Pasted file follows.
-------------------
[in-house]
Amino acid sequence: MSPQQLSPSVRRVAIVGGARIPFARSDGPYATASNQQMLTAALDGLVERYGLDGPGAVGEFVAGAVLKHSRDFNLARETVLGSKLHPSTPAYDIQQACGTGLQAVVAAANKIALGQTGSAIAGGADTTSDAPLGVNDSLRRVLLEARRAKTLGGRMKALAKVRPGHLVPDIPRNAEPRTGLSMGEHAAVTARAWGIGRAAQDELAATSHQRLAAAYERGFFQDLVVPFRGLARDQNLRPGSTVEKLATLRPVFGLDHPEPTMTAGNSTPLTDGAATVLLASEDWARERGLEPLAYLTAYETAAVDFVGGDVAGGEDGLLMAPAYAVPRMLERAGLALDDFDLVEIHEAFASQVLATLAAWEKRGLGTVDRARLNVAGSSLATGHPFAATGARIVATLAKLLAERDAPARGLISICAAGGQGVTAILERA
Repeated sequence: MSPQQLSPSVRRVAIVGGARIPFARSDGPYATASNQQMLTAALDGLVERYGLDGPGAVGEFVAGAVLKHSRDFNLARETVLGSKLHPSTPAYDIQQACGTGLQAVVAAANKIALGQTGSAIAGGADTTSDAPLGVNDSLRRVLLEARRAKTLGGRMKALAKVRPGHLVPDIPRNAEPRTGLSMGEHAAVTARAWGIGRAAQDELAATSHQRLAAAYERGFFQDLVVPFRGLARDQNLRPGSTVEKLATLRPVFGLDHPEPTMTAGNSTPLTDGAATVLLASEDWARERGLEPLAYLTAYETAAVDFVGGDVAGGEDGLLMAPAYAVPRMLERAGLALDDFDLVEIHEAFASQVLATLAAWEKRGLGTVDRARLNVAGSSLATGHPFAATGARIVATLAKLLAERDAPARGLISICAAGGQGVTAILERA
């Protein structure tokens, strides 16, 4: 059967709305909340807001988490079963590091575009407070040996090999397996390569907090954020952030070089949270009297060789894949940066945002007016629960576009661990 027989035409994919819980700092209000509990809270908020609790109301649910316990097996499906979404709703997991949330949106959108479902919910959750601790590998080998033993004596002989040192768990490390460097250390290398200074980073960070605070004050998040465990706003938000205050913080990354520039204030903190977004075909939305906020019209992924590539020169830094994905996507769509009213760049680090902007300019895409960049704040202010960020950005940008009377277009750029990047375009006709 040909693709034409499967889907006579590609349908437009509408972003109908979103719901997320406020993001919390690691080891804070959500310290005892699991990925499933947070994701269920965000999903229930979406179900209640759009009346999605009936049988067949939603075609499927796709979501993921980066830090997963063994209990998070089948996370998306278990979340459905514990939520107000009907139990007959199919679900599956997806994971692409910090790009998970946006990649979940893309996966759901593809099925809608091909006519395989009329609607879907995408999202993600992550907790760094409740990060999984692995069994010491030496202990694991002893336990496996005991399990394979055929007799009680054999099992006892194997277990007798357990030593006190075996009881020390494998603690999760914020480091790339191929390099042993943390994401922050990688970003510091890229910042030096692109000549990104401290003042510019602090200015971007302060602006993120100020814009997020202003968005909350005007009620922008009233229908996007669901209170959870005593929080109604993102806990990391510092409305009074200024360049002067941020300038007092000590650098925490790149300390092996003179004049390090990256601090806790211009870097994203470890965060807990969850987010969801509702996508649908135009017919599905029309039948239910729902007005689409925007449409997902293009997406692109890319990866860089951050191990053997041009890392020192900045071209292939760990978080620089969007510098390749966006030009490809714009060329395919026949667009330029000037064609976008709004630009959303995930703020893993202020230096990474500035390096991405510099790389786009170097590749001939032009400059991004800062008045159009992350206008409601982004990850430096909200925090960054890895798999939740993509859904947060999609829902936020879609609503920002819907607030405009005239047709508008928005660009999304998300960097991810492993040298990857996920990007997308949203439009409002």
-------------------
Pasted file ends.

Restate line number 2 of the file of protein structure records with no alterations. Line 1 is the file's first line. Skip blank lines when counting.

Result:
Amino acid sequence: MSPQQLSPSVRRVAIVGGARIPFARSDGPYATASNQQMLTAALDGLVERYGLDGPGAVGEFVAGAVLKHSRDFNLARETVLGSKLHPSTPAYDIQQACGTGLQAVVAAANKIALGQTGSAIAGGADTTSDAPLGVNDSLRRVLLEARRAKTLGGRMKALAKVRPGHLVPDIPRNAEPRTGLSMGEHAAVTARAWGIGRAAQDELAATSHQRLAAAYERGFFQDLVVPFRGLARDQNLRPGSTVEKLATLRPVFGLDHPEPTMTAGNSTPLTDGAATVLLASEDWARERGLEPLAYLTAYETAAVDFVGGDVAGGEDGLLMAPAYAVPRMLERAGLALDDFDLVEIHEAFASQVLATLAAWEKRGLGTVDRARLNVAGSSLATGHPFAATGARIVATLAKLLAERDAPARGLISICAAGGQGVTAILERA